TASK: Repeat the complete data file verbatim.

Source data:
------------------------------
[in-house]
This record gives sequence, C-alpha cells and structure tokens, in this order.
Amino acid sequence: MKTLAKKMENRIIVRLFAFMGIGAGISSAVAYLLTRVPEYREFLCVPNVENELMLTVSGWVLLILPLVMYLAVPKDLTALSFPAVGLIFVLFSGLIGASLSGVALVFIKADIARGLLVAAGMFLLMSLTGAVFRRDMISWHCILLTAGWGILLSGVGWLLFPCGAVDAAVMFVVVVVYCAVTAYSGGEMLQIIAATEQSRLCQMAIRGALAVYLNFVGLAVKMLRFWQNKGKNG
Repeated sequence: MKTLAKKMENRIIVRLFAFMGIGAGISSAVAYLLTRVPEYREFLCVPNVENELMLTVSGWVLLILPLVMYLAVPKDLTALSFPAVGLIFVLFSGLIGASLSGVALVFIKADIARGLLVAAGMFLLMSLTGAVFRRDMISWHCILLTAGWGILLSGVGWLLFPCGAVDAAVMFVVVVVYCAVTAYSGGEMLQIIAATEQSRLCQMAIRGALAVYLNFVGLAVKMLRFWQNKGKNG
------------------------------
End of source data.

[in-house]
This record gives sequence, C-alpha cells and structure tokens, in this order.
Amino acid sequence: MKTLAKKMENRIIVRLFAFMGIGAGISSAVAYLLTRVPEYREFLCVPNVENELMLTVSGWVLLILPLVMYLAVPKDLTALSFPAVGLIFVLFSGLIGASLSGVALVFIKADIARGLLVAAGMFLLMSLTGAVFRRDMISWHCILLTAGWGILLSGVGWLLFPCGAVDAAVMFVVVVVYCAVTAYSGGEMLQIIAATEQSRLCQMAIRGALAVYLNFVGLAVKMLRFWQNKGKNG
Repeated sequence: MKTLAKKMENRIIVRLFAFMGIGAGISSAVAYLLTRVPEYREFLCVPNVENELMLTVSGWVLLILPLVMYLAVPKDLTALSFPAVGLIFVLFSGLIGASLSGVALVFIKADIARGLLVAAGMFLLMSLTGAVFRRDMISWHCILLTAGWGILLSGVGWLLFPCGAVDAAVMFVVVVVYCAVTAYSGGEMLQIIAATEQSRLCQMAIRGALAVYLNFVGLAVKMLRFWQNKGKNG